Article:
From there he became a showrunner for MTV’s ‘Singled Out,” before launching his own production company, Mindless Entertainment, for game and talk shows — and eventually the reality show, “The Surreal Life.” “That became a big hit. Now I produce ‘Idiotest' for GSN (in our fourth season now), and ‘Below Deck’ and ‘Below Deck Mediterranean’ for Bravo,” he added.
Charlene Weisler: How has content creation changed (or not) since you first started in the business?
Mark Cronin: When I started in reality TV, it was still a pioneering genre. Now, as a mature business, there are standard procedures, positions and production methods. In the early days, I think we were making it all up as we went along.
Weisler: How do you craft a character’s image that the audience will believe?
Cronin: When people are on a reality show, you really need them to reveal the truth about themselves. Some people do it easily and willingly, and others have more trouble being honest and real in front of the camera.
I always construct and cast my shows so that the truth will come out one way or another. Once someone is being honest, truthful and revealing, the audience will know it, recognize it and love it.
Weisler: What is the state of reality TV today, and where do you see it headed in the next five years?
Cronin: I think reality TV is moving more and more toward gritty truth, and I think that’s great. It shows the audience maturing and craving more honest revelations and an art that reflects real life in an interesting way.
Weisler: The Hollywood Reporter just reported on how some producers are not receiving producer credits. Can you talk a bit about what a producer does and why there is a controversy about producer credits?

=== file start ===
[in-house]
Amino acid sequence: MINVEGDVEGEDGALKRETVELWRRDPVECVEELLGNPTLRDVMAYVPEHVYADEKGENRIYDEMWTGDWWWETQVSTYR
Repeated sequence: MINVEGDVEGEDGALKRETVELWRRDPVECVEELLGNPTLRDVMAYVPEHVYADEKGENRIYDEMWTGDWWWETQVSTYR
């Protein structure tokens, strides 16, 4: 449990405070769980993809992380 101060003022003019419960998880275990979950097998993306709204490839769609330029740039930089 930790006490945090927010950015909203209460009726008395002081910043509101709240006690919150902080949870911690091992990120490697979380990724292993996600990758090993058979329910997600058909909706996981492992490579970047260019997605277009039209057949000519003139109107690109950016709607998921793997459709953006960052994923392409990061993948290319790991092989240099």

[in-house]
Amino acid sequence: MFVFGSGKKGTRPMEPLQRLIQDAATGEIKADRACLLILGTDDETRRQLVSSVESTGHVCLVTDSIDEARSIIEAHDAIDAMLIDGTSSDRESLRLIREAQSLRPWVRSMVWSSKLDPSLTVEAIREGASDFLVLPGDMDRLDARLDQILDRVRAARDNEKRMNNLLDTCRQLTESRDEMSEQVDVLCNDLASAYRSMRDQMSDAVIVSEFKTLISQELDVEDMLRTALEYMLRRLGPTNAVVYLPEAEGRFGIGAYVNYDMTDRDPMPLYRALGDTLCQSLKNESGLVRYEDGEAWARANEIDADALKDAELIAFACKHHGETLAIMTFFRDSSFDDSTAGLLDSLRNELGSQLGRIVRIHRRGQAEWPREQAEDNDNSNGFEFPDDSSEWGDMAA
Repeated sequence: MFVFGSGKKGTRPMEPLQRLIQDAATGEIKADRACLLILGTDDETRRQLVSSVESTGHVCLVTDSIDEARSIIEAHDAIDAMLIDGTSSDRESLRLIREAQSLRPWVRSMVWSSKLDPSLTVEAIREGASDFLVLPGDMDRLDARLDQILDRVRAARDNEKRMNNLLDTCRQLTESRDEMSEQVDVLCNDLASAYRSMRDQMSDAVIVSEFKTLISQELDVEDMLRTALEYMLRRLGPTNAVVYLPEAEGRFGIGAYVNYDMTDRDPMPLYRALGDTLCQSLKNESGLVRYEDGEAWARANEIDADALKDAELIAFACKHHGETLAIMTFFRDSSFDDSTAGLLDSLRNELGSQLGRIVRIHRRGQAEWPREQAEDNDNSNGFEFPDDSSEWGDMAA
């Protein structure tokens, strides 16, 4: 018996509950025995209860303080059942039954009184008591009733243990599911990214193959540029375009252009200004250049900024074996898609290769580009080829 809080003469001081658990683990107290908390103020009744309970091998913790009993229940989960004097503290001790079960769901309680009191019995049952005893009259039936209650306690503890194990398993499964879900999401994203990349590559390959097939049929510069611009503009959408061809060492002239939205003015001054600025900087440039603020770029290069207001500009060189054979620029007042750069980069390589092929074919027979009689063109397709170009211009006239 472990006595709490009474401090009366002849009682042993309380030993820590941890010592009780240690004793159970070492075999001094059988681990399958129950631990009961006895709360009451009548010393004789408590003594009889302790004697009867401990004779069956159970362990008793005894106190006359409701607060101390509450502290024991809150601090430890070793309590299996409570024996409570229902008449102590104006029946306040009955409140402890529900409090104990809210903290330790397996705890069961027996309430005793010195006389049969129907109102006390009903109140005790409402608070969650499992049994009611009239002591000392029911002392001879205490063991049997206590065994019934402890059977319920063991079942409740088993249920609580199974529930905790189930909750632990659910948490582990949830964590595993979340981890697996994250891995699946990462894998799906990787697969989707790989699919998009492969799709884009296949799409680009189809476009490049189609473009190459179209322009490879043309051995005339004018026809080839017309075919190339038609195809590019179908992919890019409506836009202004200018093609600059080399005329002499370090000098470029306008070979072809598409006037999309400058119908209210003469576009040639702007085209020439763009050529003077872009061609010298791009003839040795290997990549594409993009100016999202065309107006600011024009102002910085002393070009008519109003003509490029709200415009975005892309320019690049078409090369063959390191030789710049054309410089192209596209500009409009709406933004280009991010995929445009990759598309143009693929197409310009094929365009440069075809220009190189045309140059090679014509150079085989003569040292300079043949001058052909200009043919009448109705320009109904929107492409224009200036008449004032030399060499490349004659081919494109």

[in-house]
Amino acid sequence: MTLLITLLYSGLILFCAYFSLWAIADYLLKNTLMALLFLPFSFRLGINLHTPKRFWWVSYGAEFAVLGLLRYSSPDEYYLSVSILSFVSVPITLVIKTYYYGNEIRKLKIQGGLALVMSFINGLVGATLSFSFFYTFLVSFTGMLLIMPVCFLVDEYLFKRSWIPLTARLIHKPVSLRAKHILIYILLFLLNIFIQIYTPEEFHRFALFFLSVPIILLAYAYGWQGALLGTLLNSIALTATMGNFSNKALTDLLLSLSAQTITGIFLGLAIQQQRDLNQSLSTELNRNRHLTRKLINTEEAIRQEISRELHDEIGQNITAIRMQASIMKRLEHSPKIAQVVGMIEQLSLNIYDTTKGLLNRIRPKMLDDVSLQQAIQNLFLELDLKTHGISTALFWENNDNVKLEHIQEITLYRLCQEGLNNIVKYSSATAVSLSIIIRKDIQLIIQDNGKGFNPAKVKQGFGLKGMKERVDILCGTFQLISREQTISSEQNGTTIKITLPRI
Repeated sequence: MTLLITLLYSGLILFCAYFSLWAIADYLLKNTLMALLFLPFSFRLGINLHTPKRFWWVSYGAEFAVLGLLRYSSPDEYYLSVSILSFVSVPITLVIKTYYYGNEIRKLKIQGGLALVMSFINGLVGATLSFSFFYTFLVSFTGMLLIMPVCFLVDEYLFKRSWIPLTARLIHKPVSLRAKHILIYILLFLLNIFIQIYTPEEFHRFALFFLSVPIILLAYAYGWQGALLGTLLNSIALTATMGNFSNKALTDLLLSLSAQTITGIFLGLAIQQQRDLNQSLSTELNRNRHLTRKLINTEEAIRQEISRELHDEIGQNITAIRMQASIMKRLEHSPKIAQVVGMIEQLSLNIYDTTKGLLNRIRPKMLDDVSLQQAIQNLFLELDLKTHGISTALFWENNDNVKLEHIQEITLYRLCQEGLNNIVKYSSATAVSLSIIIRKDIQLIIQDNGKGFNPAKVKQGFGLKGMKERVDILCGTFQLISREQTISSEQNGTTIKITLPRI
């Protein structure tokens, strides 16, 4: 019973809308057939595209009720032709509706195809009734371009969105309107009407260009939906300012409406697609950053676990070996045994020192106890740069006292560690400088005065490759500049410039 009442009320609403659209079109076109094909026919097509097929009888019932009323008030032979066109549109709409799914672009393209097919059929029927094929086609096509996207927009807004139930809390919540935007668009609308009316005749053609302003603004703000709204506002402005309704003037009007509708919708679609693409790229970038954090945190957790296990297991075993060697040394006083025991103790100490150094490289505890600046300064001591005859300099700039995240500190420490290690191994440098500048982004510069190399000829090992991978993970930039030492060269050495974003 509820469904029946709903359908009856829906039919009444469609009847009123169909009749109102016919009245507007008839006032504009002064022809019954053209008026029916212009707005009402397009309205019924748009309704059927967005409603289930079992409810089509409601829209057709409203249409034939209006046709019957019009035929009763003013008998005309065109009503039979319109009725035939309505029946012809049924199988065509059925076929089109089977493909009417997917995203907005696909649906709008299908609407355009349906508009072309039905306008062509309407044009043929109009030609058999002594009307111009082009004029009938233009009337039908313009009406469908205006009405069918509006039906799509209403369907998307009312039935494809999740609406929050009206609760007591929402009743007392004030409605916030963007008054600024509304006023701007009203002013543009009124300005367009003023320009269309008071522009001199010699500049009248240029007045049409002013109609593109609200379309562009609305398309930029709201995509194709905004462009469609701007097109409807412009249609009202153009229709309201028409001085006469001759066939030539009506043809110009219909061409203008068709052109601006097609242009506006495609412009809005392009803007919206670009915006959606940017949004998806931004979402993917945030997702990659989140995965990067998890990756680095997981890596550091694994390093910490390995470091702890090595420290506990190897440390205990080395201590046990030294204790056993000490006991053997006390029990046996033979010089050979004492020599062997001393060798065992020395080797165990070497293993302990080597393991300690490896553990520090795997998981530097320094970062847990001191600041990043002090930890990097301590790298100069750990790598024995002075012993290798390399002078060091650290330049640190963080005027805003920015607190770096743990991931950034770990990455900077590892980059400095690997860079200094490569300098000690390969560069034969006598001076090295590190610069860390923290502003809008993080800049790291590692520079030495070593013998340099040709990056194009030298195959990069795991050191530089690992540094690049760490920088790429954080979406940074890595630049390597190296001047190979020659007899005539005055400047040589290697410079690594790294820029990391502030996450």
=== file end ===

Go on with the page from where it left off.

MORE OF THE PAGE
Cronin: I think the problem isn’t real producers not getting credit, it’s NON-producers getting producer credit. In reality TV, so-called “vanity” credits have always been around. Managers of an important talent (like the host of a game show) often get a producer credit, I think because they want to pad their resume for the future, not because they actually perform any kind of production service to the show. We give it to them to make negotiations with the talent go more smoothly.
A real producer is one who actually works day-to-day putting the show together. It’s an actual job that you have to show up for.
Lately, mostly in the scripted world, financiers have started demanding “produced by” credits instead of their traditional “executive producer” credit, which everyone knows is a vanity credit.
I am thankful that the Producers Guild of America has started a review process where you have to meet the criteria of actual WORK to get the “p.g.a." designation after your name. I hope that same type of designation comes to reality TV soon. We could use the help clarifying our credit system so that the people who actually do the work can get the credit.
Weisler: What goes into making a successful TV franchise?
Cronin: Everything is about having a huge audience that enjoys the show. What makes a show popular? In my case, I stress humor, big characters and surprising honesty in my storytelling. Those three main elements seem to have worked very well for me over the years.
Weisler: How have technology and digitization impacted program creation, scheduling and targeting decisions?
Cronin: You know, I have not been hugely affected by digital concerns. I try to make a great show and tell a great story, regardless of the delivery system to the audience. The fans of my show respond in real time on Twitter these days and it can be tempting to take that as scientific feedback, but I think it’s a mistake to over-react to the Twitterverse….
Recently, the use of drone aerial footage has really let us take a quantum leap in production value. For “Below Deck,” it has been a game-changer in the look and feel of our show. That’s a new technology I really adore.
Weisler: What is the secret to content success today?
Cronin: Audiences have been watching reality TV for 30 years now. They know all the tricks. These days they want truth, honesty — the surprises that can only come with capturing the insanity of real life. They want the stuff that makes you say, “You can’t write this stuff!” —because if you can write that stuff, it’s not reality.